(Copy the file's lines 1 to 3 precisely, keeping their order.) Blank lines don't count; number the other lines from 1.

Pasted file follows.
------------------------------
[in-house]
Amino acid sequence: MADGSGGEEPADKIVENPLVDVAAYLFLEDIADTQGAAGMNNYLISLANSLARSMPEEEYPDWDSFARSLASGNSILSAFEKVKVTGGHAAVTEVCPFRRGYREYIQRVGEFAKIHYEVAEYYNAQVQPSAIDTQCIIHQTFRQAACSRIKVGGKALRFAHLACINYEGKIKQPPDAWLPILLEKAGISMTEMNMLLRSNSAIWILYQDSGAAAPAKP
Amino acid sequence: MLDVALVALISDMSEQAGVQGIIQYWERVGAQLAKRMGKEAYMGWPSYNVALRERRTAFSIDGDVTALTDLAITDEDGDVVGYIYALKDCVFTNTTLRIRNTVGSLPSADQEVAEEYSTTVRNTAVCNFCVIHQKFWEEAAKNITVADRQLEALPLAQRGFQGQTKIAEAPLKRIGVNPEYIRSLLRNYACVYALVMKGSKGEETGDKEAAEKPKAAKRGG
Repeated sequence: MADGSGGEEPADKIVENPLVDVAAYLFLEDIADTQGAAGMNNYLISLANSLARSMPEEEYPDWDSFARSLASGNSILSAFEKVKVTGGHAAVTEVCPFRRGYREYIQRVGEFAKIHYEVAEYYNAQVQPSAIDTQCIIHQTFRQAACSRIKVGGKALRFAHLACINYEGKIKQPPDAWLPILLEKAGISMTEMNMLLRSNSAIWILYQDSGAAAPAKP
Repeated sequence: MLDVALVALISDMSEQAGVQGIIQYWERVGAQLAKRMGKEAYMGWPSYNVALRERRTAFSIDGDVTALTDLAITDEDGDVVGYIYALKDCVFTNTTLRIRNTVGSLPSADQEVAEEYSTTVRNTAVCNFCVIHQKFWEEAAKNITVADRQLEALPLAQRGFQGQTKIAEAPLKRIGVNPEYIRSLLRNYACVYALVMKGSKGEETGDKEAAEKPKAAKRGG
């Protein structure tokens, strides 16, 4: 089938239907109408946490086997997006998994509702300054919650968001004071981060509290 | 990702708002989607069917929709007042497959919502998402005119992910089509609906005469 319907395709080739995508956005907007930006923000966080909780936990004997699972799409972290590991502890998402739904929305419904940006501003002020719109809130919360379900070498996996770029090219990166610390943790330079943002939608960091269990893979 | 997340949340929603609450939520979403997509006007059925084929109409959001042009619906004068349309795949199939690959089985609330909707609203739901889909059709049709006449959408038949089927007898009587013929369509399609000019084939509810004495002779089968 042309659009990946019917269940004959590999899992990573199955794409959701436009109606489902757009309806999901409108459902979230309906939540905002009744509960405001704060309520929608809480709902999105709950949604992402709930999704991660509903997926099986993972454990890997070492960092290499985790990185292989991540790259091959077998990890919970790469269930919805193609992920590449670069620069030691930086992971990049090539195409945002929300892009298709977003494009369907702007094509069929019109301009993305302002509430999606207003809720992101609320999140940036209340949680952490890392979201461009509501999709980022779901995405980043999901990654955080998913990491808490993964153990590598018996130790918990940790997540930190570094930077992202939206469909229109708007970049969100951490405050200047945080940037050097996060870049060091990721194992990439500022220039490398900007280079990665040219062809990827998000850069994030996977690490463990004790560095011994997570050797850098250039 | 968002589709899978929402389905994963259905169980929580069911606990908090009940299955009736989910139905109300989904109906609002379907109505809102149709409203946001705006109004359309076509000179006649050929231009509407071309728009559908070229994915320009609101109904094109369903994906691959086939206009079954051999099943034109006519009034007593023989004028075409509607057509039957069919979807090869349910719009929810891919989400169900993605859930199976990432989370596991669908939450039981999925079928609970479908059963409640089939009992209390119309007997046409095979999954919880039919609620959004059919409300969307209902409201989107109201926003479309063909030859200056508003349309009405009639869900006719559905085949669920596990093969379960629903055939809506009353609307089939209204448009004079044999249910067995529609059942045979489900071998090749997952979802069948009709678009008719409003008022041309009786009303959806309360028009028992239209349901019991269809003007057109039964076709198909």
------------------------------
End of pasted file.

[in-house]
Amino acid sequence: MADGSGGEEPADKIVENPLVDVAAYLFLEDIADTQGAAGMNNYLISLANSLARSMPEEEYPDWDSFARSLASGNSILSAFEKVKVTGGHAAVTEVCPFRRGYREYIQRVGEFAKIHYEVAEYYNAQVQPSAIDTQCIIHQTFRQAACSRIKVGGKALRFAHLACINYEGKIKQPPDAWLPILLEKAGISMTEMNMLLRSNSAIWILYQDSGAAAPAKP
Amino acid sequence: MLDVALVALISDMSEQAGVQGIIQYWERVGAQLAKRMGKEAYMGWPSYNVALRERRTAFSIDGDVTALTDLAITDEDGDVVGYIYALKDCVFTNTTLRIRNTVGSLPSADQEVAEEYSTTVRNTAVCNFCVIHQKFWEEAAKNITVADRQLEALPLAQRGFQGQTKIAEAPLKRIGVNPEYIRSLLRNYACVYALVMKGSKGEETGDKEAAEKPKAAKRGG